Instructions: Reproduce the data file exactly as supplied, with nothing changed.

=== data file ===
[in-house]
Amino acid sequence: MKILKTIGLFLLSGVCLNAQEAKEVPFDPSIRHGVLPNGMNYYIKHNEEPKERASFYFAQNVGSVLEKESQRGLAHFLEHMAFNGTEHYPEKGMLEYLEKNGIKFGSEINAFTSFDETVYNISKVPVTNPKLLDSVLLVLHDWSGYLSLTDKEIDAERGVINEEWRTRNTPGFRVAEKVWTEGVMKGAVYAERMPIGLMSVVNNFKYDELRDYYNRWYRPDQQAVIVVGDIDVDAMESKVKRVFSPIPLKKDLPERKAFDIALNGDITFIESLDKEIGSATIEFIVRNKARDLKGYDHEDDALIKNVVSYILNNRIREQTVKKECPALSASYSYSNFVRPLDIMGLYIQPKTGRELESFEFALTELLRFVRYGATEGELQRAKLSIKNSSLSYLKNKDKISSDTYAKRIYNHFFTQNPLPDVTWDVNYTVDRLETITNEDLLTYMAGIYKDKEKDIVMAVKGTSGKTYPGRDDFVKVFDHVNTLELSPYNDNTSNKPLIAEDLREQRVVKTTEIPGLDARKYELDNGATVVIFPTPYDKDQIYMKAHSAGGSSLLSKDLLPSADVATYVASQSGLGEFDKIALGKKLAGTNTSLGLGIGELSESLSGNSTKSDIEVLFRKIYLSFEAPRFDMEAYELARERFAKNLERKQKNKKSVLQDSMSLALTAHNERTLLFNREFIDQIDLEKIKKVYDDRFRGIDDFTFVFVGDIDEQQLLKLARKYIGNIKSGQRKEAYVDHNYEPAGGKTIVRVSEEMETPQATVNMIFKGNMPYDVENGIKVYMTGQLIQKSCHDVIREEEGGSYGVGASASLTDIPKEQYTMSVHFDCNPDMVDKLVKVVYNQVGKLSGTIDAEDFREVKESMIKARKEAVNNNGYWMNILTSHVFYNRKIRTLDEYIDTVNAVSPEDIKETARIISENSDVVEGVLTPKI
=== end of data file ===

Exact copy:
[in-house]
Amino acid sequence: MKILKTIGLFLLSGVCLNAQEAKEVPFDPSIRHGVLPNGMNYYIKHNEEPKERASFYFAQNVGSVLEKESQRGLAHFLEHMAFNGTEHYPEKGMLEYLEKNGIKFGSEINAFTSFDETVYNISKVPVTNPKLLDSVLLVLHDWSGYLSLTDKEIDAERGVINEEWRTRNTPGFRVAEKVWTEGVMKGAVYAERMPIGLMSVVNNFKYDELRDYYNRWYRPDQQAVIVVGDIDVDAMESKVKRVFSPIPLKKDLPERKAFDIALNGDITFIESLDKEIGSATIEFIVRNKARDLKGYDHEDDALIKNVVSYILNNRIREQTVKKECPALSASYSYSNFVRPLDIMGLYIQPKTGRELESFEFALTELLRFVRYGATEGELQRAKLSIKNSSLSYLKNKDKISSDTYAKRIYNHFFTQNPLPDVTWDVNYTVDRLETITNEDLLTYMAGIYKDKEKDIVMAVKGTSGKTYPGRDDFVKVFDHVNTLELSPYNDNTSNKPLIAEDLREQRVVKTTEIPGLDARKYELDNGATVVIFPTPYDKDQIYMKAHSAGGSSLLSKDLLPSADVATYVASQSGLGEFDKIALGKKLAGTNTSLGLGIGELSESLSGNSTKSDIEVLFRKIYLSFEAPRFDMEAYELARERFAKNLERKQKNKKSVLQDSMSLALTAHNERTLLFNREFIDQIDLEKIKKVYDDRFRGIDDFTFVFVGDIDEQQLLKLARKYIGNIKSGQRKEAYVDHNYEPAGGKTIVRVSEEMETPQATVNMIFKGNMPYDVENGIKVYMTGQLIQKSCHDVIREEEGGSYGVGASASLTDIPKEQYTMSVHFDCNPDMVDKLVKVVYNQVGKLSGTIDAEDFREVKESMIKARKEAVNNNGYWMNILTSHVFYNRKIRTLDEYIDTVNAVSPEDIKETARIISENSDVVEGVLTPKI